[LINK] Renewable energy 'simply WON'T WORK'

Stephen Loosley stephenloosley at zoho.com
Wed Nov 26 00:21:07 AEDT 2014

---- On Mon, 24 Nov 2014  Michael writes ---- 
> There's no reason we can't maintain a steady or shrinking environmental 
> footprint, while still having improving efficiencies - if we prioritise. These
> articles stating renewables can't cope with infinite growth are garbage.
> The only possible solution is to adopt a model that does not rely on a 
> continually growing ecological footprint. Personally, I'm optimistic ... 

Agree, Michael. Certainly an interesting Link conjecture, but premature?

South Australia already generates a third of their electricity via the wind.

And, certainly the world International Enery Agency is solar-power bullish.

For example, they note, "The sun could well be the world’s largest source of
electricity by 2050, ahead of fossil fuels, wind, hydro and nuclear, according
to a pair of reports issued today by the International Energy Agency (IEA).

Combined, solar technologies could prevent the emission of more than 6 billion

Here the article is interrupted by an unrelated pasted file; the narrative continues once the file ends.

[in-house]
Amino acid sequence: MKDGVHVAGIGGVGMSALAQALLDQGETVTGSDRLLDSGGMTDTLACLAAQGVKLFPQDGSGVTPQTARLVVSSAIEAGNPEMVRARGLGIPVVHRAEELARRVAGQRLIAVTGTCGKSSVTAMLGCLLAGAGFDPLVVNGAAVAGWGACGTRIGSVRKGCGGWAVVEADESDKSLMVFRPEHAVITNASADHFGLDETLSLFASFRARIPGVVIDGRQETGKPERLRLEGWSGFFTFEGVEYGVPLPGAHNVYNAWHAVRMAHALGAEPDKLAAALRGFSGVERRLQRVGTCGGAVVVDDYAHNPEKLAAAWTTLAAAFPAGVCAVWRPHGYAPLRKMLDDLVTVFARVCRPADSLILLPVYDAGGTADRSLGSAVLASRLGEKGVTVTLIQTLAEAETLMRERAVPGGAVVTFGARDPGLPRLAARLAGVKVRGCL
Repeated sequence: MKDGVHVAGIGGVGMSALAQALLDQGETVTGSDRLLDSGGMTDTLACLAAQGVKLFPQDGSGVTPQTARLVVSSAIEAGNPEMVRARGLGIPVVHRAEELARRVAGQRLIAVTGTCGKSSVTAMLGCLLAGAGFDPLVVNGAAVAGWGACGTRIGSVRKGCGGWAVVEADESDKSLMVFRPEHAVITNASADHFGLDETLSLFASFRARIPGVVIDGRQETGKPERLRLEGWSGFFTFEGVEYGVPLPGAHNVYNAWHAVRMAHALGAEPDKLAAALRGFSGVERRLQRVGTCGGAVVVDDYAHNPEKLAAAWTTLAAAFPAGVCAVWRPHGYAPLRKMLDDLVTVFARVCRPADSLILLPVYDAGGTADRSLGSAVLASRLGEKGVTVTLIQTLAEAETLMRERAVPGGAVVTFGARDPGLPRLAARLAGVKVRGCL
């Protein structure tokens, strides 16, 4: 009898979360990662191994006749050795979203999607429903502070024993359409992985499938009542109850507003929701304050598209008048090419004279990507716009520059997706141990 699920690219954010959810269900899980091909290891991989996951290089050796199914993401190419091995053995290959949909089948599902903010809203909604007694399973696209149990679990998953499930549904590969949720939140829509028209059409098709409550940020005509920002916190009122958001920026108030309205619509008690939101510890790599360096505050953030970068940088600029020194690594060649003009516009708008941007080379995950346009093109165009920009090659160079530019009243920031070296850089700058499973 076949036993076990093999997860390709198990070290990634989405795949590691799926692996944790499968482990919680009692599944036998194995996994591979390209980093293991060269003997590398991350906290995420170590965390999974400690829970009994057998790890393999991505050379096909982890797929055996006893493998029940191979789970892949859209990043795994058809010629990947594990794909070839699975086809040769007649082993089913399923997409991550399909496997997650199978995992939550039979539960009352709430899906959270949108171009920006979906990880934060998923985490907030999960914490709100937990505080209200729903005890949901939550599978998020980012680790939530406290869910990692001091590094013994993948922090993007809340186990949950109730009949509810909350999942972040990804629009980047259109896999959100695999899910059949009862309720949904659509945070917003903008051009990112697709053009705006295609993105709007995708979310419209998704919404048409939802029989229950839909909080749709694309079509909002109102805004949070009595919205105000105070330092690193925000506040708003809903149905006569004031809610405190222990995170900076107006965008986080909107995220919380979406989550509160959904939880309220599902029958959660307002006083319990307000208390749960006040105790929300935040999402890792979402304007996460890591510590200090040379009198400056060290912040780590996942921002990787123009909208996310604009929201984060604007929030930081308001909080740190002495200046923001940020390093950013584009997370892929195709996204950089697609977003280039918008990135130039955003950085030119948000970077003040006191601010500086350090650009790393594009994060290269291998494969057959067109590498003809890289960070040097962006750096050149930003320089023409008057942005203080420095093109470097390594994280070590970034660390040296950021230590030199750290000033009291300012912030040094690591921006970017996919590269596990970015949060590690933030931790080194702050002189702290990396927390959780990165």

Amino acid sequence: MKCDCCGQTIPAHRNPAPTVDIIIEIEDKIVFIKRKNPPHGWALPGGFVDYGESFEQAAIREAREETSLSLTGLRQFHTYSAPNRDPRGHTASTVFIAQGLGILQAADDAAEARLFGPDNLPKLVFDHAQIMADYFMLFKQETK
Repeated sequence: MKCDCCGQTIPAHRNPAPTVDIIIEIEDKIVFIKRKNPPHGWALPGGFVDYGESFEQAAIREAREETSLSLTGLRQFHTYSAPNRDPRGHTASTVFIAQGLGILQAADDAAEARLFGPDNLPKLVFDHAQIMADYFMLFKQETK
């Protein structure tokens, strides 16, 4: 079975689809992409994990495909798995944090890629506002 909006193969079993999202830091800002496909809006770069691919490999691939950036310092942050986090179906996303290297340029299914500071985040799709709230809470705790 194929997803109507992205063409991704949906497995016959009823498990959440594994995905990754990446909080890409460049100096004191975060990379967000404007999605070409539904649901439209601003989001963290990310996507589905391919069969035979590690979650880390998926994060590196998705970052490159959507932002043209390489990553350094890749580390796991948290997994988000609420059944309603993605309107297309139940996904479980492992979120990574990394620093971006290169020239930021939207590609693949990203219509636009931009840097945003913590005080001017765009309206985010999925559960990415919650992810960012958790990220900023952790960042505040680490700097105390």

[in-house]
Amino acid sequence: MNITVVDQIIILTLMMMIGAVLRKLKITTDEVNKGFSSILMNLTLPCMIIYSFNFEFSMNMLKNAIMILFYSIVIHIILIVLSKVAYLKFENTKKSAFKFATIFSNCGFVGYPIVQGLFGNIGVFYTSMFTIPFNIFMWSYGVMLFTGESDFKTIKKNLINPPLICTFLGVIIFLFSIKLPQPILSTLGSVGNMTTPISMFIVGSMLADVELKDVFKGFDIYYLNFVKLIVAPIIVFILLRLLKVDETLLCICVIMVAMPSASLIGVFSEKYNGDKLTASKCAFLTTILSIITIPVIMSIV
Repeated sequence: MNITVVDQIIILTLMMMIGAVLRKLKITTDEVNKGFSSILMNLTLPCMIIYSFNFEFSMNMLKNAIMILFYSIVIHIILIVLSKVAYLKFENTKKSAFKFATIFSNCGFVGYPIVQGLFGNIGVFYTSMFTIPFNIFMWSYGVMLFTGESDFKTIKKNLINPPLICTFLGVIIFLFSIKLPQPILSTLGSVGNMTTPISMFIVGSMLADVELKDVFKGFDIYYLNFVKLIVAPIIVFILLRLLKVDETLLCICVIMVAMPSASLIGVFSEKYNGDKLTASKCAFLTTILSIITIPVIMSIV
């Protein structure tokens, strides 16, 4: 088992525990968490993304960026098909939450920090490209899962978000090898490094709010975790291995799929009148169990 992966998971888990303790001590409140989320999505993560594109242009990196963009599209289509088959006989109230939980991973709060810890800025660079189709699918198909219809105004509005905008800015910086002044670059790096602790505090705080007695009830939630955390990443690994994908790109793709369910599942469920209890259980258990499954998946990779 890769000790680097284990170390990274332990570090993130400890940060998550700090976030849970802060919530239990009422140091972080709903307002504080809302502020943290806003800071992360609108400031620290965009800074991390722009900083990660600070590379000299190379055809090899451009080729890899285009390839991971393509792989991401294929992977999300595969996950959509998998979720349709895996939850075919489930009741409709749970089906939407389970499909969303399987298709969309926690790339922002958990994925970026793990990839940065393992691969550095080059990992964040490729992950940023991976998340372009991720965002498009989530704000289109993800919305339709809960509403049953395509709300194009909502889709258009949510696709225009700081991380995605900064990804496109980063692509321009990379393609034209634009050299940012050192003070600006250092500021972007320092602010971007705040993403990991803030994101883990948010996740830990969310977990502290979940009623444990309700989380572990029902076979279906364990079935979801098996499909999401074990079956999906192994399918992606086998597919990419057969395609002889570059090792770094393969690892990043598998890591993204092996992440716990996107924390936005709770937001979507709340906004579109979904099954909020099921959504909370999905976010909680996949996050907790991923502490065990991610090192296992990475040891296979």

tonnes of carbon dioxide per the year by 2050 – more than all current energy
related CO2 emissions from the United States or today almost all of the direct
emissions from the entire transport sector worldwide.

“The rapid cost decrease of photovoltaic modules and systems in the last few
years has opened new perspectives for using solar energy as a major source of
electricity in the coming years and decades,” said IEA Executive Director Maria
van der Hoeven. 

A central message in both publications deals with the need for clear, credible
and consistent signals from policy makers, which can lower deployment risks
to investors and inspire confidence. “By contrast,” Ms. Van der Hoeven said,
“where there is a record of policy incoherence, confusing signals or stop-go
policy cycles, investors end up paying more for their investment, consumers
pay more for energy, and projects that are needed simply won't go ahead.”


Possibly the only major issues regards energy are some current governments.


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